For the IMF groups, during fasted cycles, participants are only permitted water, herbal teas and black tea/coffee with no sugar (i.e. unsweetened energy-free drinks). During feeding cycles, and throughout the daily calorie restriction diet, participants will appropriately modify their normal diet to give 75%, 150% or 200% of their habitual daily energy intake (measured during monitoring phase) in accordance with the group they are assigned to. Participants will also continue to monitor their physical activity and energy intake over the first and last 6 days of the intervention period. In the context of physical activity, this is to examine behavioural adaptations to the different diets; therefore, participants are allowed to adjust the quantity of activity/exercise undertaken based on how they feel, but are instructed not to incorporate any unfamiliar activities. In contrast, measurements of energy intake will be used to monitor compliance with intake targets with feedback provided to maximise accuracy. It is anticipated that, for some participants, doubling the volume of their habitual diet to achieve the calorie target whilst maintaining macronutrient balance will not be feasible. In these circumstances, achieving the required calorie intake will take precedence over maintaining macronutrient balance, both of which will be reported in resulting publications.
LAB 3 (post-intervention)
Following the completion of 20 consecutive 24-hour dietary cycles, participants will be required to standardise their diet and activity levels for 1 day to match those reported in the lead up to previous lab sessions and eliminate any residual effects of the final diet period. As with LAB 1 and LAB 2, this will also involve avoiding caffeine, alcohol, smoking and strenuous exercise before completing an overnight fast (minimum 10 hours) and consuming 500 mL of water upon waking. At 07:30 ± 01:00, participants will return to the laboratory and repeat the protocol outlined earlier for LAB 2, thereby providing a pre–post comparison.
Having voided upon arrival, measurements of body mass will be taken to the nearest 0.05 kg (Weylux 424, UK) with participants wearing light clothing. Height will be measured using a wall-mounted stadiometer to the nearest 0.1 cm whilst participants stand with their heels and shoulders touching the stadiometer. Body composition will be assessed by means of a DEXA scan (Discovery W, Hologic, MA, USA) taken in a supine position. For this, participants will be asked to lie on the scanning table with their feet evenly spaced to either side of the midline. Arms will be placed by their sides and equidistant to the trunk with the hands pronated and fingers spread. All measurements will be made following a quality control scan of a spine phantom with known properties in accordance with the manufacturer’s instructions.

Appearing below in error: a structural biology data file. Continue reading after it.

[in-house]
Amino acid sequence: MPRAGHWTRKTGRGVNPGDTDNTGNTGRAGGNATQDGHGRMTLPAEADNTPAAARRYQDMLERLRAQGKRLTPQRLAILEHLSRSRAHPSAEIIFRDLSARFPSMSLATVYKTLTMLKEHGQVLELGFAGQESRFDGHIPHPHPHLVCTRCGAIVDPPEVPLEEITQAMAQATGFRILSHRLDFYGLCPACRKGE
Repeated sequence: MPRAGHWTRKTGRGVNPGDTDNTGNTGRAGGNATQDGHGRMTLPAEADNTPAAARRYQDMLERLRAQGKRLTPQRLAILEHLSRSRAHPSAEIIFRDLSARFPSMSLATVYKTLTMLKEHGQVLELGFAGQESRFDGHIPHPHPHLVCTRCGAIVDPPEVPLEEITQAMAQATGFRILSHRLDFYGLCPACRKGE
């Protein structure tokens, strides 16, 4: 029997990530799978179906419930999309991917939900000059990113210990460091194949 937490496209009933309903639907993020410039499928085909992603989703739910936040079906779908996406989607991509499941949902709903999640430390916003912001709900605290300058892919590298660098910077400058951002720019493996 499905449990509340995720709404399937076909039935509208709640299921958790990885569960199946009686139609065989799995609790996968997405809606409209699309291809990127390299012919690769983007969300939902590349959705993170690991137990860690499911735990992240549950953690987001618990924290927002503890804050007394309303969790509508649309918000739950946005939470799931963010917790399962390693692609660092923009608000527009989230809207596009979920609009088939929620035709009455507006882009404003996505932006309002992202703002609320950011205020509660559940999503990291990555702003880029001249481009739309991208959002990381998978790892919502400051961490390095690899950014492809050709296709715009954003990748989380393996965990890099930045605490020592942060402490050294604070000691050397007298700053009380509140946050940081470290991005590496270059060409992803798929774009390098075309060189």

Energy intake will be measured throughout both the monitoring and intervention phases by means of a weighed record of food and fluid intake. In the initial lab session, participants shall be provided with a set of compact kitchen scales (SmartWeighTM Pocket Pro, NY, USA) and a log book to record all food and drink items. In addition, a researcher will discuss best practice with them and emphasise the level of detail required. These weighed records will be analysed (NutriticsTM, Ireland) to yield values for energy and macronutrient intake with all records for a given participant analysed by the same researcher.
Physical activity will be measured using Actiheart™ monitors (CamNtech, UK) that employ combined heart rate and accelerometry data to yield minute-by-minute estimates of physical activity energy expenditure and intensity under free-living conditions . These monitors will be individually calibrated for each participant using an adapted version of the treadmill protocol described by Brage et al. . Specifically, this involves completing four 3-minute stages of supervised incremental treadmill locomotion, namely level walking at 3.2 km/h, brisk level walking at 5.2 km/h, brisk graded walking at 5.8 km/h (+10%) and level running at a self-selected speed of 9.0–12.0 km/h. During the final minute of each stage, heart rate (RS400, Polar, Finland) and energy expenditure (indirect calorimetry of expired air samples) will be measured. This will yield a heart rate–physical activity intensity regression equation for each participant which accommodates the inter-individual differences in this relationship to dramatically improve concurrent validity . However, participants can choose to omit the final stage (level running) if they do not feel able in order to avoid biasing the sample in favour of more formal exercisers. Furthermore, the treadmill protocol will also be ended prematurely if the participant asks to stop or if their heart rate exceeds 85% of their age-predicted maximum.